(Bloomberg) -- Polls are open in Ecuador for a referendum that would allow the extradition of mafia bosses to US prisons, in a first hard test of President Daniel Noboa’s popularity. 

The nation’s 14 million voters will also decide if the army should permanently take on policing functions, and whether to ease restrictions on employers paying workers by the hour. 

Nine of the referendum questions concern measures to crackdown on the organized crime gangs that have made Ecuador more violent than Mexico and Colombia, while the other two are economic reforms popular with investors. 

A win would bolster the 36-year old Noboa’s bid for reelection, while defeat on his economic proposals could potentially spook investors as he seeks a deal with the International Monetary Fund. 

Read more: Ecuador Bonds Gain Most in EM as New IMF Deal Nears

The vote takes place amid an international crisis triggered when Noboa sent police into Mexico’s embassy this month to arrest a former vice president convicted of corruption. Ecuador’s violation of diplomatic protocols caused widespread international condemnation, but many locals rallied behind the government. 

Noboa, the US-educated son of wealthy banana exporters, took office in November, but only to serve out the term of Guillermo Lasso which ends next year. The country holds another general election on Feb. 9.  

Emergency Powers

His declaration of war on drug cartels and the use of emergency powers to fight gangs led to soaring approval ratings in his first months in office, giving him the confidence to seek voters’ backing for his reforms. When the unpopular Lasso held a referendum last year, including on extradition, he was defeated on every single question.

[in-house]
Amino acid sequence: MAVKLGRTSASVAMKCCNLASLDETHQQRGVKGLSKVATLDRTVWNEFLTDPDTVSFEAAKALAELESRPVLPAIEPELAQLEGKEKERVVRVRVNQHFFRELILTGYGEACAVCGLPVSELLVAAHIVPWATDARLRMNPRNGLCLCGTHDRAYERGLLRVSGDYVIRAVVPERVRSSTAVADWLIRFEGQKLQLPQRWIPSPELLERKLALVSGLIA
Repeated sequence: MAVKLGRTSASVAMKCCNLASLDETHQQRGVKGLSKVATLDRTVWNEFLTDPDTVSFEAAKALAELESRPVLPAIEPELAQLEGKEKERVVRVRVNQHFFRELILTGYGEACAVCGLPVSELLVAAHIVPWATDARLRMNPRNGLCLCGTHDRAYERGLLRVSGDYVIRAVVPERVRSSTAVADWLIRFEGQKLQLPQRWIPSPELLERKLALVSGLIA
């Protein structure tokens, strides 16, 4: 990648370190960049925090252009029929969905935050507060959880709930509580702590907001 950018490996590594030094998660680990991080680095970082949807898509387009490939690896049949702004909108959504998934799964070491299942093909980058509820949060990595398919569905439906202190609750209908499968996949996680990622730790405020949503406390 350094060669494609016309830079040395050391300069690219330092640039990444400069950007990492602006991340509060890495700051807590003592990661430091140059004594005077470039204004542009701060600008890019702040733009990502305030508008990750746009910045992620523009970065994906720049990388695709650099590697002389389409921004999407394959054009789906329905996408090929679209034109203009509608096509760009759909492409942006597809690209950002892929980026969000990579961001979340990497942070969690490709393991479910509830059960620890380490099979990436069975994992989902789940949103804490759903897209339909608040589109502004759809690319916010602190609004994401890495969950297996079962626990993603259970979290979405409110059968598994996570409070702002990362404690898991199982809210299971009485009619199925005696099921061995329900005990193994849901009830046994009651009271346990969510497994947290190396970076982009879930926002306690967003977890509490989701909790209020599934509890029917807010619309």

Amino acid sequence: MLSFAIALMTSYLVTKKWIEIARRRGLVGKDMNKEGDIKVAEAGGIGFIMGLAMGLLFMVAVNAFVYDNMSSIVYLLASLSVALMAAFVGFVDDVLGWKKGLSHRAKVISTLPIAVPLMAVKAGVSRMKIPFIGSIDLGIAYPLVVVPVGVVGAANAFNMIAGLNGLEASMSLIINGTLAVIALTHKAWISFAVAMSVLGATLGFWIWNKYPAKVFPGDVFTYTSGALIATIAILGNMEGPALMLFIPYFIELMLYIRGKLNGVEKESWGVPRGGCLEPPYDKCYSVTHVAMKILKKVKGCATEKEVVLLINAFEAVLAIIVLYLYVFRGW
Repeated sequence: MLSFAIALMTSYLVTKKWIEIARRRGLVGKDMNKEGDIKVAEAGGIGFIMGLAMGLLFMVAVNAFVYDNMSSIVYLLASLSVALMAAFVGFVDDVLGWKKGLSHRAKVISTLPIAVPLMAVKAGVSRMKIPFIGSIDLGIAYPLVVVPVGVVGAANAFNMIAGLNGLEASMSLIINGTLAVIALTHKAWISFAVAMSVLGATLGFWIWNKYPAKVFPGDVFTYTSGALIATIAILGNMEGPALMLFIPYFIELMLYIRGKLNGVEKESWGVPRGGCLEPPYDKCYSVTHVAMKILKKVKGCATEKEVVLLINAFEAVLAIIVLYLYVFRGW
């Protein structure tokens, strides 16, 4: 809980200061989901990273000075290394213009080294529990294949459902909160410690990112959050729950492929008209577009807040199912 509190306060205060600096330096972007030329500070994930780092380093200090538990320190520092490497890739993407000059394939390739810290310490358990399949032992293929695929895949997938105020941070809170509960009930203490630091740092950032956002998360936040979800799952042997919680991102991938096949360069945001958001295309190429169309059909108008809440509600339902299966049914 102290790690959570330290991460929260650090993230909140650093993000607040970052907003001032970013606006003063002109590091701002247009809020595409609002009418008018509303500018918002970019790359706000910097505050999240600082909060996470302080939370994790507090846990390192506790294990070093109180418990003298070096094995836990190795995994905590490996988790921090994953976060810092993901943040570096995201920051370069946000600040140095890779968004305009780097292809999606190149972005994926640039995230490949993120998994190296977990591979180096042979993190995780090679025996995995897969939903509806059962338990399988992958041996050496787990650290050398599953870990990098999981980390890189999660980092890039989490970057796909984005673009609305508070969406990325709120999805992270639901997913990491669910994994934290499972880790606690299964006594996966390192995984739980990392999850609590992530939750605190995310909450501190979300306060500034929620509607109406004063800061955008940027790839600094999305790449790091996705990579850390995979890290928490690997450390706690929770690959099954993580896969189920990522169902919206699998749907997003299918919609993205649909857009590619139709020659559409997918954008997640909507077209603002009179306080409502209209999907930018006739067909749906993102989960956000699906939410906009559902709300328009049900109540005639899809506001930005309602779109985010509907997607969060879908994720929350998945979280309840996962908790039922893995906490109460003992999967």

Polls published last week showed strong support for the security-related proposals but less enthusiasm for the economic reforms, although they also appeared likely to pass. However, many voters are likely to make up their minds at the last moment. 

Under local law it’s illegal to publish opinion polls within a week of the vote. 

While homicides have declined, the nation remains extremely violent. Almost 40,000 troops have been deployed to provide security at polling stations. Mayors of two mining towns in southwest Ecuador were assassinated within hours of each other just days before the voting.

On the economy, Noboa is also proposing to allow international arbitration in an attempt to make investors feel more confident about putting their money into Ecuador. 

Noboa was embarrassed this week by a return of rolling blackouts, after passing a law reforming the electricity sector that promised to end this long-standing problem. Business and government offices were ordered shut Thursday and Friday due do the lack of power.  

Polls are open from 7 a.m. to 5 p.m. local time, and the first results are expected at around 7.30 p.m. 

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